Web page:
Custodian of poet Hedd Wyn’s home, Gerald Williams, passes away aged 92
Gerald Williams, the nephew of Hedd Wyn, as well as the custodian of the poet’s home, has passed away, aged 92.
The farmer from Trawsfynydd, Gwynedd dedicated his life to preserving the memory of his uncle, as the guardian of Yr Ysgwrn.
He has maintained his promise to “always keep the door open” since 1954, by welcoming visitors from all over the world to Yr Ysgwrn, and doing so free of charge.
Williams was given the First Minister’s Special Award in 2018 at the St David’s Awards, and has also been awarded an MBE.
His tireless work helped to keep the memory of Hedd Wyn alive and preserve the First World War poet’s legacy for future generations.
The open door policy of his family’s home helps has made sure that a vital piece of Welsh history and heritage is not lost.
He was always happy to speak to anyone about ‘Yr Ysgwrn’ and was an expert on Hedd Wyn’s life. Yr Ysgwrn houses exhibitions about the life and legacy of Hedd Wyn, which are weaved together with themes of Welsh language and culture, the bardic tradition, social and rural history, and the First World War.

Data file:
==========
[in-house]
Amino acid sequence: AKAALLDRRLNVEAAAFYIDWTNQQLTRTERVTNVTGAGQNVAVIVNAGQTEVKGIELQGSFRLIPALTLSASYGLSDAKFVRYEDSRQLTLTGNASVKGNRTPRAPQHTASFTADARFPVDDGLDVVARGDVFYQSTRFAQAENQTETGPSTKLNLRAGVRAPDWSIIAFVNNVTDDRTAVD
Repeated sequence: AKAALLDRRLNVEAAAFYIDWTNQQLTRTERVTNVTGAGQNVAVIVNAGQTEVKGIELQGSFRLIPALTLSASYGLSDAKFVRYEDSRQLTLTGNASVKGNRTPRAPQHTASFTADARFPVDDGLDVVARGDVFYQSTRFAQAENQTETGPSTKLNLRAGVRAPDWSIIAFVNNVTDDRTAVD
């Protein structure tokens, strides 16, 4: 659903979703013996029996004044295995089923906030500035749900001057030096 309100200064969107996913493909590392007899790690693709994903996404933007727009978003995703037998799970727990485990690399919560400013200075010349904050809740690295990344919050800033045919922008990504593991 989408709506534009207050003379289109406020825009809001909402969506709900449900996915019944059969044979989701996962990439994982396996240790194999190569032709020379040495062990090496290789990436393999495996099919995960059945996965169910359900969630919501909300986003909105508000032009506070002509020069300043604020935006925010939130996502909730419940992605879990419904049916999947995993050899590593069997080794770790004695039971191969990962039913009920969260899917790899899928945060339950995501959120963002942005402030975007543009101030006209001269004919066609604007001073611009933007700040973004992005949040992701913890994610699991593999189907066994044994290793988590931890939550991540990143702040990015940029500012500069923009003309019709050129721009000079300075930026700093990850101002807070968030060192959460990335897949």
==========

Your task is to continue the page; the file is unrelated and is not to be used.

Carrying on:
He ensured the buildings are preserved for future generations by transferring them to the Snowdonia National Park in 2012.
A spokesperson for the Eisteddfod said: “Very sad news. We send our deepest condolences to Gerald’s family. He was an exemplary custodian of one of the nation’s treasures, and we and everyone else are grateful to him for his work and his lifelong dedication. Thank you for everything, Gerald.
A spokesperson for the Hedd Wyn museum Yr Ysgwrn, said: “Mr Gerald Williams, the inspirational custodian of Yr Ysgwrn, farmer, and nephew of Hedd Wyn at 92 years of age. As an authority we send our deepest condolences to Gerald’s wife, sister and family, and we thank him for his lifelong work in safeguarding and keeping the door of Yr Ysgwrn open.”
Ellis Humphrey Evans who went by the Welsh bardic name of Hedd Wyn died at the Battle of Passchendaele 6 weeks before the National Eisteddfod in 1917, where he was awarded the Black Chair for his poem Yr Arwr (The Hero).